Source: PaanLuel Wël Media Ltd – South Sudan

By James Gatdet Dak, Nairobi, Kenya

Thursday, January 16, 2020 (PW) — Is traditional facial scarification still being practiced among members of the Nuer community, as well as among other ethnic groups in South Sudan and beyond?

I am asking the question because the other day someone told me that there are pockets of areas in the Nuer inhabited land, etc., that continue with the practice on young boys. I couldn’t believe it! But if that is true, it would be very unfortunate!

First, I think, the purpose and time for the facial scarification is now meaningless and over. It can be even harmful in this age of many incurable diseases such as HIV and AIDS, because of sharing a knife.

I am not very sure, even though I was given facial scarification myself,  how and why the six-line of scarification began among the Nuer and different styles among many other tribes in South Sudan as well as in some other African countries,  and even in Asia and Europe,  where some practiced different body scarifications.

And imagine, it was a visiting Pastor to our local church, which my dad founded, who persuaded my uncle that I should receive facial scarification (gaar) simply because my other age mates and friends in the village were being initiated.

My dad was away in town at the time, and when he came back he found that I was already initiated two weeks before. He became very angry, but it was too late…And when the school reopened and I went back to school, my teachers got angry and almost dismissed me from primary school.

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And fortunately,  as the first born son of my dad,  I am the only son who received the facial marks among my six brothers….If it is about tribal identification,  of which many are proud to such exposed identifications, it is not worthy any more as a sort of an ID card.

Some countries such as Ethiopia insert the name of your ethnic group on your national ID card, while others like Rwanda, discourage ethnic revelations and have even made it illegal to ask for someone’s ethnic background after the 1994 genocide. In Rwanda, a person knows which ethnic group he or she belongs to silently.

My mind could not fathom the reason why some people may want to continue with or resume the practice of body scarifications in the twenty-first century. Could it be influenced by the emergence of massive and wide spread body piercing and tattooing culture sweeping throughout the world from Western nations nowadays?

Well, I believe those different types of body piercings and tattoos, which unfortunately attack almost every part of the human body in this generation, are managed with safety concerns, and some are not permanent…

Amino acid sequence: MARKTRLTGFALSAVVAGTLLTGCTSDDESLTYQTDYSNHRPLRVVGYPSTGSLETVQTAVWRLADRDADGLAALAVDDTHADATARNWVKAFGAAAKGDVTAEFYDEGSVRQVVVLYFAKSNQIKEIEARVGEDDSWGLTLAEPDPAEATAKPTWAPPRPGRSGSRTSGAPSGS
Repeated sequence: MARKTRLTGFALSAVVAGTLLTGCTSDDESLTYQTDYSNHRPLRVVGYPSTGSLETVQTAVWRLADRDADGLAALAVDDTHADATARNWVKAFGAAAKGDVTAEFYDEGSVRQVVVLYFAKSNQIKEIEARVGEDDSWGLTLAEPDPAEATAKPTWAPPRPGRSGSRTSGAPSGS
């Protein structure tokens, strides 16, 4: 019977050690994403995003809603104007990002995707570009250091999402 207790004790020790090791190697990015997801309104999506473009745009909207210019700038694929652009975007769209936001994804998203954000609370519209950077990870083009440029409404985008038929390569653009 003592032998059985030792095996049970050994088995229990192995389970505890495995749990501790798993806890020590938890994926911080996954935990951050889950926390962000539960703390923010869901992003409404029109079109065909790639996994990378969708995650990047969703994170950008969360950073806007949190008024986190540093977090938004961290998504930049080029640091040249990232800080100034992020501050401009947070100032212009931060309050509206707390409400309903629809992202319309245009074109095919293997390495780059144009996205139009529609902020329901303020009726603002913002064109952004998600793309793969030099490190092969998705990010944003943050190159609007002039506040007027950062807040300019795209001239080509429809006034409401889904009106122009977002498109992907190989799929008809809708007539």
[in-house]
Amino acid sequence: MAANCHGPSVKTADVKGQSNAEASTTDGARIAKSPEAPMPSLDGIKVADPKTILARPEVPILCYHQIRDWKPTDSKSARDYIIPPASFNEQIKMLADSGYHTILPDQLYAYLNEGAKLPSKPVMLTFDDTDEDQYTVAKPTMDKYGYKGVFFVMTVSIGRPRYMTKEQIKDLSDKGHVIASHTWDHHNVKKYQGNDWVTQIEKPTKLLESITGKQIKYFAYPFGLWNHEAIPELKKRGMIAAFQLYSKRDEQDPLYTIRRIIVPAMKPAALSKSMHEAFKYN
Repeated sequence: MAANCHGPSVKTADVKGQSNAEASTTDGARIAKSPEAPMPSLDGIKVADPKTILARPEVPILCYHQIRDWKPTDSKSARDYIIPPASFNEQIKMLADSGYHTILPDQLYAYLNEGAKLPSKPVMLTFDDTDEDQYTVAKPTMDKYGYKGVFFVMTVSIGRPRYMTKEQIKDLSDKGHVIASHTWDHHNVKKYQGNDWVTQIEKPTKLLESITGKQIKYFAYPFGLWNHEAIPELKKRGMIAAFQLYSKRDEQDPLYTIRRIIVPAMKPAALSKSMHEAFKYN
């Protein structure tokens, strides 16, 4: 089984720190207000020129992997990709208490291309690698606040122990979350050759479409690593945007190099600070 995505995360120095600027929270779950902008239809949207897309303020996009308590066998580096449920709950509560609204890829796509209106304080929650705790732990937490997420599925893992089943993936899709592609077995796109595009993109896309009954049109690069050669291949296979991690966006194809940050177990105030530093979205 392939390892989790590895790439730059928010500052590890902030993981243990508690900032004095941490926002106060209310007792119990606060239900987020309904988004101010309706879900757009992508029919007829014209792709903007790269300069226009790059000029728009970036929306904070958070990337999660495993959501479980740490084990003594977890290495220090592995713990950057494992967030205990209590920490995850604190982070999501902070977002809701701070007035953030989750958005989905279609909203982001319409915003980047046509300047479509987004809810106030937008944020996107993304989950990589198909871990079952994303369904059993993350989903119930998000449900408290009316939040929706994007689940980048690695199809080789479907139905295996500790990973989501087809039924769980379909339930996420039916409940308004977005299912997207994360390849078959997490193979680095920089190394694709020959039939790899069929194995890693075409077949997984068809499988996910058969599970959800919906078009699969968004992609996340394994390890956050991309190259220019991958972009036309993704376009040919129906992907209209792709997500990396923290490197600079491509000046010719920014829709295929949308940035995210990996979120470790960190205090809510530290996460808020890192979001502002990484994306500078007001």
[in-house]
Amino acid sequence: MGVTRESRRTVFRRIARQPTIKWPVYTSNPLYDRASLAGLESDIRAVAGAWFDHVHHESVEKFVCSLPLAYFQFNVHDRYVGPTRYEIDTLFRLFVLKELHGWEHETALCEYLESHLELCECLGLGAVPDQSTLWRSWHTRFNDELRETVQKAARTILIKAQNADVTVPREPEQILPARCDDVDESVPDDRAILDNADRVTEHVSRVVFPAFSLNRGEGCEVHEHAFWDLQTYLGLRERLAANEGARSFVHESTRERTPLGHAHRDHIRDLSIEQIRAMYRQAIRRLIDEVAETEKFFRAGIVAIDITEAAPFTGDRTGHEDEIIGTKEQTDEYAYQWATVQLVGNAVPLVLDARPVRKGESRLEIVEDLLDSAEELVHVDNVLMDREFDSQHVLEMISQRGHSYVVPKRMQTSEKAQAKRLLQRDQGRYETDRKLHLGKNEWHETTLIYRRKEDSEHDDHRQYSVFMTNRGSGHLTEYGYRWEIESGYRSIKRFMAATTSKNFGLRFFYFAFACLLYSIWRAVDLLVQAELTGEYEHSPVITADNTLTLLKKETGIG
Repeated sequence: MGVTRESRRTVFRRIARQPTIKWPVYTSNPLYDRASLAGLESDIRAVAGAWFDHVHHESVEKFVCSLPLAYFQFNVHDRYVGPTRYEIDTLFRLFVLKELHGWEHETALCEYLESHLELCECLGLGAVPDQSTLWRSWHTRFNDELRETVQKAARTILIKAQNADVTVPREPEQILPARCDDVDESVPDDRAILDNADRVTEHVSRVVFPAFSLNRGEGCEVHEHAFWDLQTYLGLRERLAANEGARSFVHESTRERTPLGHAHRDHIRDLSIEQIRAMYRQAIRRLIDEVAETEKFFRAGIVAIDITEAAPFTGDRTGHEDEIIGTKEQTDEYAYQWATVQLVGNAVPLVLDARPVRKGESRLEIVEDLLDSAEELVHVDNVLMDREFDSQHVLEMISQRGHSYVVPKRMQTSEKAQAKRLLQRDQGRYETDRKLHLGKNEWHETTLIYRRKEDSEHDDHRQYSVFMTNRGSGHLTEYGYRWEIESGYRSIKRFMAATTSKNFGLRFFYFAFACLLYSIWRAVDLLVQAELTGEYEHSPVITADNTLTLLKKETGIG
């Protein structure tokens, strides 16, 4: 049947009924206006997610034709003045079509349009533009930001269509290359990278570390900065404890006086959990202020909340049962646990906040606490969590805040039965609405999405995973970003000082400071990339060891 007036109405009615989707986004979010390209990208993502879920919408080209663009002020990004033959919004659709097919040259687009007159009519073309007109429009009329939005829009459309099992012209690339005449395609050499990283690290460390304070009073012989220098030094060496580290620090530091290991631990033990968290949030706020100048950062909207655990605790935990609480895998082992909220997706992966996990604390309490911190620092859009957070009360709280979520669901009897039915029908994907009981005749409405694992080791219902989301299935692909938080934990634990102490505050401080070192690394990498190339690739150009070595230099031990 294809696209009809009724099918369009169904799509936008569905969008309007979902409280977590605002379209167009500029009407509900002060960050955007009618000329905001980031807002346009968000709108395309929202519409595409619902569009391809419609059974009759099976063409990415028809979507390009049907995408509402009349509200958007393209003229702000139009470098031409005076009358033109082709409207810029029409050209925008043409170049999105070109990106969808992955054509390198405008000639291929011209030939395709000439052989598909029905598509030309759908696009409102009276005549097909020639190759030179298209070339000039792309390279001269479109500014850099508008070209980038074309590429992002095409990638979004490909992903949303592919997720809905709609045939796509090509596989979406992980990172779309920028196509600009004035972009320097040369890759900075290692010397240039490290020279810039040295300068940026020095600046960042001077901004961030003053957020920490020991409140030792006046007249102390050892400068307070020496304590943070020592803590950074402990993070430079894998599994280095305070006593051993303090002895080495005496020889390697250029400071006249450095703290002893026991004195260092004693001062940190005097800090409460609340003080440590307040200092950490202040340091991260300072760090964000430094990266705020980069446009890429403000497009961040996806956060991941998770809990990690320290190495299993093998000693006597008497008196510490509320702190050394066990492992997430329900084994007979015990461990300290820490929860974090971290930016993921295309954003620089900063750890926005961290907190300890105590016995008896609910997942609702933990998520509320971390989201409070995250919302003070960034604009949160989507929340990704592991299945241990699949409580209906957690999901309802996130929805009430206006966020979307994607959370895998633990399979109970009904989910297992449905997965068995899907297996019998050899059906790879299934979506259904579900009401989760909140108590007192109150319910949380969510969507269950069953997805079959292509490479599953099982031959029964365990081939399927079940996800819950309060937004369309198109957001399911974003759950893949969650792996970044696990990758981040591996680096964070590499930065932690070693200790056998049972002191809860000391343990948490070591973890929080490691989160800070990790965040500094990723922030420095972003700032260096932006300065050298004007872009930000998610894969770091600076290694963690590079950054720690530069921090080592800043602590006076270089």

I do remember in 1996 when I was living in Minnesota state,  USA,  a white male university colleague, who loved tattooing culture,  told me that he wanted to try and introduce a new tattoo type to his other American colleagues…He asked me how he could get six permanent lines of facial scarifications like mine.

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I scared the hell out of him by telling him that I could do it for him if he got three things: One, a legal permission. Two,  a very sharp small knife to cut his face with,  and three,  an ambulance ready to rush him to hospital to manage the wounds and of course with enough feeding to help regain the loss blood.

I told him I was being fed like a baby for seven days immediately after my scarification at the age of 12…He looked scared and that was the end of his crazy tattooing adventure into South Sudanese traditions. I remember a Nuer guy back in 1995 in USA who went to a hospital and asked if the doctor could remove his facial scarifications using the plastic surgery technology which normally removes scars on body.

He was told to be ready to pay between 3000 to 5000 United States dollars to remove the six scared lines on his face… He could not afford it because he was jobless and depended on welfare system. Other Nuer men also discouraged him not to remove them, and mocked him that they will not appear in his children. I believe he dropped the idea.

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Folks, although it does not affect the brain or genes, let us discourage facial scarification, facial or body dotting, and extraction of lower and some upper teeth. Whether it was meant for ethnic identification or beautification or show of bravery or initiation into forced adulthood, it is irrelevant in the twenty-first century.

And let us also be mindful of the new tattooing and body piercing culture, which has no much difference from scarification in terms of idea and harm or alteration of natural physical makeup or appearance. I have seen and heard about members from the civilized Western world cutting their bodies almost everywhere.


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